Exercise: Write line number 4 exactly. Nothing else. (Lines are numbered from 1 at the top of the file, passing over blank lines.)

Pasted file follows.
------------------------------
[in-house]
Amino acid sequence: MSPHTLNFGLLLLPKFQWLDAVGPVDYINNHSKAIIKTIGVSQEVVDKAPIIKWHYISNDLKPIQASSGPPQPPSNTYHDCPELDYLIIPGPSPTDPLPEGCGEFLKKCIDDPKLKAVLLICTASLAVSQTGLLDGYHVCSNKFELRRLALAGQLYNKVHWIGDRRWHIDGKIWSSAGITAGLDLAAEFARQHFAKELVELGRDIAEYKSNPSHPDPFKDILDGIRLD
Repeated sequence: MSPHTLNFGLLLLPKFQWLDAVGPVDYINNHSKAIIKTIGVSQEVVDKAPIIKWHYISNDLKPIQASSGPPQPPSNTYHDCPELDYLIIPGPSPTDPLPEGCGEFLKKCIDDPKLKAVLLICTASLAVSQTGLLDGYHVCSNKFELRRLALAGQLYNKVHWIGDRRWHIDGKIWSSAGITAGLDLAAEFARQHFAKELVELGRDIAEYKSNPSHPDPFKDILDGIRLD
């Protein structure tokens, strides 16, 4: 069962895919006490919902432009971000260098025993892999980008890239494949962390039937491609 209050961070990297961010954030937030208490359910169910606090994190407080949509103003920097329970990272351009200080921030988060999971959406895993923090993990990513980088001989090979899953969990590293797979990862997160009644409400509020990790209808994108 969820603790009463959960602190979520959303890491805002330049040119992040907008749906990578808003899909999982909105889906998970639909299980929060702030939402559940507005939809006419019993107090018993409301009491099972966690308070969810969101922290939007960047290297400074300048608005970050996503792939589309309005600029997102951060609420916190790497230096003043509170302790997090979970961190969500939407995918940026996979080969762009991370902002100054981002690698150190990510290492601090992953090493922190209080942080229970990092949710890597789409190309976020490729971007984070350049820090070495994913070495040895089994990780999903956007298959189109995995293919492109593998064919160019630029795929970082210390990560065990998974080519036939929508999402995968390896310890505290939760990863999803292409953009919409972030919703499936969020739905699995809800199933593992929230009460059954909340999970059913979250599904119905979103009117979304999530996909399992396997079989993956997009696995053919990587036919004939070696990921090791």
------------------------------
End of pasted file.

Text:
């Protein structure tokens, strides 16, 4: 069962895919006490919902432009971000260098025993892999980008890239494949962390039937491609 209050961070990297961010954030937030208490359910169910606090994190407080949509103003920097329970990272351009200080921030988060999971959406895993923090993990990513980088001989090979899953969990590293797979990862997160009644409400509020990790209808994108 969820603790009463959960602190979520959303890491805002330049040119992040907008749906990578808003899909999982909105889906998970639909299980929060702030939402559940507005939809006419019993107090018993409301009491099972966690308070969810969101922290939007960047290297400074300048608005970050996503792939589309309005600029997102951060609420916190790497230096003043509170302790997090979970961190969500939407995918940026996979080969762009991370902002100054981002690698150190990510290492601090992953090493922190209080942080229970990092949710890597789409190309976020490729971007984070350049820090070495994913070495040895089994990780999903956007298959189109995995293919492109593998064919160019630029795929970082210390990560065990998974080519036939929508999402995968390896310890505290939760990863999803292409953009919409972030919703499936969020739905699995809800199933593992929230009460059954909340999970059913979250599904119905979103009117979304999530996909399992396997079989993956997009696995053919990587036919004939070696990921090791």